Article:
You can’t take public statements too seriously during a difficult negotiation. It’s posturing time.
But the apparent stumbling block of real, honest-to-goodness free agency is a concern. And this quote from MLS president Mark Abbott, a tough negotiator and the architect of single entity, is a puzzler:
“Because we function in an international market and the clubs that we are competing against for players are not subject to our salary budget, to have free agency within the league doesn’t provide us with the certainty that the union says it does,” Abbott explained. “When the union says they can offer cost certainty under free agency, it’s not true because we have to compete against clubs all throughout the world.”
(From Brian Straus’ detailed look at the state of collective bargaining)
I cannot make heads or tails of this argument, mostly because free agency within MLS has nothing to do with the realities of the global labor market. If FC Dallas is bidding against Pachuca for a particular player, it hardly matters whether D.C. United is also bidding.
So no, MLS can’t have “cost certainty” because it’s a global market. Globally, players are free agents, whether MLS likes it or not. MLS cannot control the market. And that’s a good thing. If the league could control the market, it might have lost when players filed suit in the league’s early days.
MLS won that suit because it claimed, correctly, that players had other options. The USA alone has other leagues — in those days, the A-League and indoor soccer; today, the NASL and USL. Mexico is raiding the USA these days. Then there’s Europe. Qatar. China. Australia. That’s why the idea of decertifying the union and suing again is a non-starter.
But it also means MLS has less leverage than the typical U.S. sport. The NFL gets away with all sorts of cruelty in its player contracts because players have almost no other options besides the Canadian Football League, which isn’t really comparable. The NBA and NHL have to spend enough on players to keep their status as the world’s top league in their respective sports. Major League Baseball had to bend to free agency to avoid antitrust problems, and cost-containment ideas haven’t gained much traction.
So the idea that MLS would risk a work stoppage to prevent free agency, when it’s already participating in a free-agent market globally, is horrifying and foolish. In a worst-case scenario, with MLS never conceding the point and players sticking together, you’d just see all the players going elsewhere. (Disclaimer: I have not reviewed the legalities of whether a striking player under contract can find another job. Someone with more legal expertise and no ties to either side in this negotiation will have to decide that.)
Even in MLS “wins” on this issue, it loses. From college graduates to mid-career veterans, players will be less inclined to sign with the league.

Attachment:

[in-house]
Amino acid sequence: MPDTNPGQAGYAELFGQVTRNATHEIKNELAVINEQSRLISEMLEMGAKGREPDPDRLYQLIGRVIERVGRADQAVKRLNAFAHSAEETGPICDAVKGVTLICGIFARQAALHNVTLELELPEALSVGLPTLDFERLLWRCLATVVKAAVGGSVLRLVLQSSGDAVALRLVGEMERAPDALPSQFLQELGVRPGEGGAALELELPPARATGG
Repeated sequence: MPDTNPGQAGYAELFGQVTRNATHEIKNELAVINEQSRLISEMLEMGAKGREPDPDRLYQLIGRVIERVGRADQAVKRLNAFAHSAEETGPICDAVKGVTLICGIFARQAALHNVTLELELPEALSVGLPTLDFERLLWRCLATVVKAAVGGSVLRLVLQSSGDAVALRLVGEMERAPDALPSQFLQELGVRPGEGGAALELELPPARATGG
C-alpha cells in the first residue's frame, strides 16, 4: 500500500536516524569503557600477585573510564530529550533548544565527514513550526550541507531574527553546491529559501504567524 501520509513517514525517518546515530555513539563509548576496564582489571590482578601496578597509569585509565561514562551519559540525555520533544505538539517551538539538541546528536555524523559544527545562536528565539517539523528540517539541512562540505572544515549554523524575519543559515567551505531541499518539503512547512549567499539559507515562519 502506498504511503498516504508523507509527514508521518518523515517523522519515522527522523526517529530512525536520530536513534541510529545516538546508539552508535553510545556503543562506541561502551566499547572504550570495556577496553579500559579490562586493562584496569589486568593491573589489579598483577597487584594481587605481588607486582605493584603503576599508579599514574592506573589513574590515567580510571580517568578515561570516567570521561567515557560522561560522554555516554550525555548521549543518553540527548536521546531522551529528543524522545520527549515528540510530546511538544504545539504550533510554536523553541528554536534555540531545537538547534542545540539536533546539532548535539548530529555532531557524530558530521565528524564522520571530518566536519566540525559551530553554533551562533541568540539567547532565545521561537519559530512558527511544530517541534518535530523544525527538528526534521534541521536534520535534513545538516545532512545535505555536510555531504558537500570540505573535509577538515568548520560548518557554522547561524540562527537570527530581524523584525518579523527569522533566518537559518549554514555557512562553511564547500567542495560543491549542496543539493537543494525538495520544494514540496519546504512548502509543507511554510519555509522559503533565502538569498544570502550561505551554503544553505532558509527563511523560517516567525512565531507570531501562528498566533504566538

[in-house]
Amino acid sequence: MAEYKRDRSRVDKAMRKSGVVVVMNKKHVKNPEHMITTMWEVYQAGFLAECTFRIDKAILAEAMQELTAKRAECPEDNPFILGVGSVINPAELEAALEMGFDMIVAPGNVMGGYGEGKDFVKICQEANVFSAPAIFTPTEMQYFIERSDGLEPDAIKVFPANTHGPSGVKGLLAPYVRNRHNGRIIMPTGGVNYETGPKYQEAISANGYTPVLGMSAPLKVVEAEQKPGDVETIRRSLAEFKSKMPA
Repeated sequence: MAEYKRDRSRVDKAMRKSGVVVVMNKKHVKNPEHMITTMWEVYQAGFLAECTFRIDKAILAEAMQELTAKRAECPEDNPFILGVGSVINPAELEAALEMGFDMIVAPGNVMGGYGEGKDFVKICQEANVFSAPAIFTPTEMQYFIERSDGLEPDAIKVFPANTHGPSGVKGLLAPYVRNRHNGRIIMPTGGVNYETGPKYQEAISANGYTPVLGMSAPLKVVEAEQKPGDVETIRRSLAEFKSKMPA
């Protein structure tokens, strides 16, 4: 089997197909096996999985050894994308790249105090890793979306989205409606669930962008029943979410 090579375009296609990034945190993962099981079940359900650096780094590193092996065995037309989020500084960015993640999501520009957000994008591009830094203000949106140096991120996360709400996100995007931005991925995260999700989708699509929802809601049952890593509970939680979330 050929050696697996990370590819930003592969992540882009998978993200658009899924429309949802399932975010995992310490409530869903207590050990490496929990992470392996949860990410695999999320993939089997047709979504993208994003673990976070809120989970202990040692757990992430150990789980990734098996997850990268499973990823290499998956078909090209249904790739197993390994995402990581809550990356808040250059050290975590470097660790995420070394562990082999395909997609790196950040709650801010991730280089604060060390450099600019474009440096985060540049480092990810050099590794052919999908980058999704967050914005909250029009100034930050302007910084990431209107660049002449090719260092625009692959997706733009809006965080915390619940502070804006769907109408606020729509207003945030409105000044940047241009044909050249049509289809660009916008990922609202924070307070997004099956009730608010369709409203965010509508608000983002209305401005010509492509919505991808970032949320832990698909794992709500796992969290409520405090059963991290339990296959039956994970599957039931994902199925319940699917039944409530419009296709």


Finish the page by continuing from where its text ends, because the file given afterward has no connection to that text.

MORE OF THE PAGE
It’s also a matter of perception and confidence. When David Beckham signed his megamillion deal and other European stars followed, it was the sign of a confident league striding forward — a good step to entice broadcasters, sponsors and fans. That confidence is undermined when the league is going to such pains to prevent two of its teams from bidding Bobby Boswell or Brian Carroll’s salary up to $200,000.
Fans also are more demanding these days. Most people were willing to see some compromises to get the league up and running. Today, no one wants to see any vestiges of the days in which Sunil Gulati played hardball on salaries across the league. Clubs make their own personnel decisions — taken to the ludicrous extreme when Frank Lampard apparently signed with neither league nor club but some other completely different entity — and that’s the way fans like it. Players, too. Homegrown players are nudging draftees out of the spotlight on new talent, and that’s a big statement for club pride.
I’ve heard one mildly reasonable argument against free agency. The issue is that teams would end up paying more for their top players, excluding Designated Players, and would therefore have less to spend on the rest of the roster. Fringe veterans would be much more likely to end up in the NASL, which will be happy to snap up more Aaron Pitchkolans and Carlos Mendeses. The 15th-25th spots on the roster would get a little younger.
But that’s not the argument the league is making. And it shouldn’t be a deal-breaker, anyway.
Does the league have some other super-secret reason for digging in its heels here? Or are some league officials just sentimentally attached to a system that, crucial as it was for the league’s first decade, is now outdated and redundant?